On Language Log, Barbara Partee comments on a counter-intuitive set of Google search results:
Google peculiarities: When I tried to get a rough Google comparison of "biggest * of any of the other" vs. "biggest * of any of the", I actually seemed to get a much bigger number for the first, though it should be a subset of the second. I got 106,000,000 for the first and just 12,800 for the second! But then with some help from Kai von Fintel and David Beaver, it was discovered that Google behaves very strangely with some ungrammatical strings. Closer inspection of the return from the search that seemed to give 106,000,000 hits shows that it returns only 3 pages of results, with the number 106,000,000 at the top of pages 1 and 2, but the number 21 on page 3, and in fact it only returned 21 hits.
David sleuthed out the phenomenon; here's his report.
Unfortunately, the numbers given as results of google searches have become less meaningful over the last few years rather than improving in any sense relevant to us. The numbers google gives in response to a query are not counts of the number of pages with the given string. Rather, they are estimates based on a formula that, so far as I know, is not public. For simple searches, the estimate is presumably based on a calculation of the probability of the page having all the search terms based on the number of pages in the google caches for each of the component terms. But once you start doing string searches, this sort of approach becomes very unreliable.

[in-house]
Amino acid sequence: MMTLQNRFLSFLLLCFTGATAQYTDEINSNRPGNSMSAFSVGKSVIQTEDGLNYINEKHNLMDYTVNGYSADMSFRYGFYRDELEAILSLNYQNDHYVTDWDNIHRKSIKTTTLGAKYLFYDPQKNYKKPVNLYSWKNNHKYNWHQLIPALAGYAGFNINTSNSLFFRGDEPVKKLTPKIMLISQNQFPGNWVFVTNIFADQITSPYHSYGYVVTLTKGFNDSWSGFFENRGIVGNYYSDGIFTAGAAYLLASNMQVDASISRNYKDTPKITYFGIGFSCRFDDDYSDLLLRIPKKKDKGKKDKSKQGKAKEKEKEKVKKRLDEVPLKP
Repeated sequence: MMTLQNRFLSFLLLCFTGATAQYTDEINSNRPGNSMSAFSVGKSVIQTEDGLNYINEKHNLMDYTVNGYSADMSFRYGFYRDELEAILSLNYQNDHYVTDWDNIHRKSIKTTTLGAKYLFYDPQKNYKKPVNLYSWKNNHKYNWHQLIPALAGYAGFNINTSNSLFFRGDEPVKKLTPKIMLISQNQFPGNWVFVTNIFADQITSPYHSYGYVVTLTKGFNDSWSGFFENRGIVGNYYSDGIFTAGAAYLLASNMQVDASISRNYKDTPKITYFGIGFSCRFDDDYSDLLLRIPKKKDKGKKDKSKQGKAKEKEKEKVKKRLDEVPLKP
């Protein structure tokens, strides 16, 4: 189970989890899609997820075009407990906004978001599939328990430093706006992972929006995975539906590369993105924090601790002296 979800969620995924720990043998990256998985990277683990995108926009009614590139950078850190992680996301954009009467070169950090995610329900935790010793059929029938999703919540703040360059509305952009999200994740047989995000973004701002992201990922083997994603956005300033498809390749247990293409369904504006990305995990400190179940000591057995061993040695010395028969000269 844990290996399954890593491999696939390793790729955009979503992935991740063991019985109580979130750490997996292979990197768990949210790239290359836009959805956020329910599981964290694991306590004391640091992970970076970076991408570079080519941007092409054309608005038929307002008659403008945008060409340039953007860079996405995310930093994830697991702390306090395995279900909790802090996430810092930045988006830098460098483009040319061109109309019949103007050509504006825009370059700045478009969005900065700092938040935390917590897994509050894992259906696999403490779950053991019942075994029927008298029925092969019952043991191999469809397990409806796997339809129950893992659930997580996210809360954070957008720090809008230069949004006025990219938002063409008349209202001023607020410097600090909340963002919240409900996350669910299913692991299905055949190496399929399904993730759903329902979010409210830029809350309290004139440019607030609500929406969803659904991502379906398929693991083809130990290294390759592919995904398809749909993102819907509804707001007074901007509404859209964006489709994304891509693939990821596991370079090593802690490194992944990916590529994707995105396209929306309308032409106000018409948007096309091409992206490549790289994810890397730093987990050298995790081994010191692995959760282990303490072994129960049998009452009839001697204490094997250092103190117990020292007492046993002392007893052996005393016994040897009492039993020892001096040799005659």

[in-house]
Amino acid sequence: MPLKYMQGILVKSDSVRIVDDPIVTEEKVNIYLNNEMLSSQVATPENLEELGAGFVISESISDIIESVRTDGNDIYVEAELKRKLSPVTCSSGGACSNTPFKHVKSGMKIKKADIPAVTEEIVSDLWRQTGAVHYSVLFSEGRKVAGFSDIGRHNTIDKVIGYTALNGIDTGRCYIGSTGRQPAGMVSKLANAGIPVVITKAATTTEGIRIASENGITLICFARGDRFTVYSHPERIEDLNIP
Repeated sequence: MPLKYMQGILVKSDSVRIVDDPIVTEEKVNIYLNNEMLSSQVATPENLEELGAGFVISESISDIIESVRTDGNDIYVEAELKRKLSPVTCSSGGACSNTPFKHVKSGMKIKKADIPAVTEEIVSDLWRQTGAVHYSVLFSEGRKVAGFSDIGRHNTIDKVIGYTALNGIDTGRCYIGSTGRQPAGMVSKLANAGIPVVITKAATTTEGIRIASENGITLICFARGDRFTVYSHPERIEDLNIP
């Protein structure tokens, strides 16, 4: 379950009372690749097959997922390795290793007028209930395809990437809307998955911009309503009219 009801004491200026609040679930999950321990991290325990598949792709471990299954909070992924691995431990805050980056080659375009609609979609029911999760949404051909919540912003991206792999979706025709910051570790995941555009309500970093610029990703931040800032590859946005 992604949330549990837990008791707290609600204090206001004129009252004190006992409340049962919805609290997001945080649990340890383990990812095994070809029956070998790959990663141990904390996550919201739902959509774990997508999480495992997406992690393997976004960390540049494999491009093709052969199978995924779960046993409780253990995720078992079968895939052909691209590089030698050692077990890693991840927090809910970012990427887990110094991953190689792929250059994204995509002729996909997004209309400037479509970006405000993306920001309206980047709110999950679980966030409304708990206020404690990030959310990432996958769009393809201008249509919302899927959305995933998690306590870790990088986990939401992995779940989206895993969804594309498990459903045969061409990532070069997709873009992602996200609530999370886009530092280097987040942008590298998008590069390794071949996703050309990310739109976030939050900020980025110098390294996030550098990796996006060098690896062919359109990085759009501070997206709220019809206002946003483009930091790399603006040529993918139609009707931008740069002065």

I assume that the oddity of the result for "biggest * of any of the other" occurs because Google doesn't have any smart way to calculate the likelihood of strings for which the number of responses appears too large to simply count them. That is, I guess the algorithm works by first putting some bounds on the likely number of hits based on e.g. how rapidly various google network nodes appear to be sending responses, and if that number is sufficiently small, then google uses some fairly accurate algorithm for estimating the total, like counting every single response. But if there appear to be loads of responses, then the algorithm makes an estimate based on, well, who knows what. In the case at hand (and similarly for "smallest * of any of the other", "largest * of any of the other"), the estimate assumes some distributional properties that just don't hold for semantically or syntactically anomalous strings. Then, as you start going through the hits, Google is forced to self-correct as soon as you force it to actually enumerate all the results.
Hmm. So, if I'm right, then Barbara has stumbled on a rather interesting test for grammatical anomaly (though only relative to Google's bizarre assumptions about normality). Lets try another case: "* who thinks that is happy". This one has pretty damn ordinary set of words in it, but suffers from an unfortunate case of a missing subject. Here Google initially estimates 10,900 results. But then it rapidly revises down to 16... [article with the questison that started this off here]
Meanwhile Joel Spolsky has a prophetic post claiming that Gmail will be the WordPerfect of e-mail here.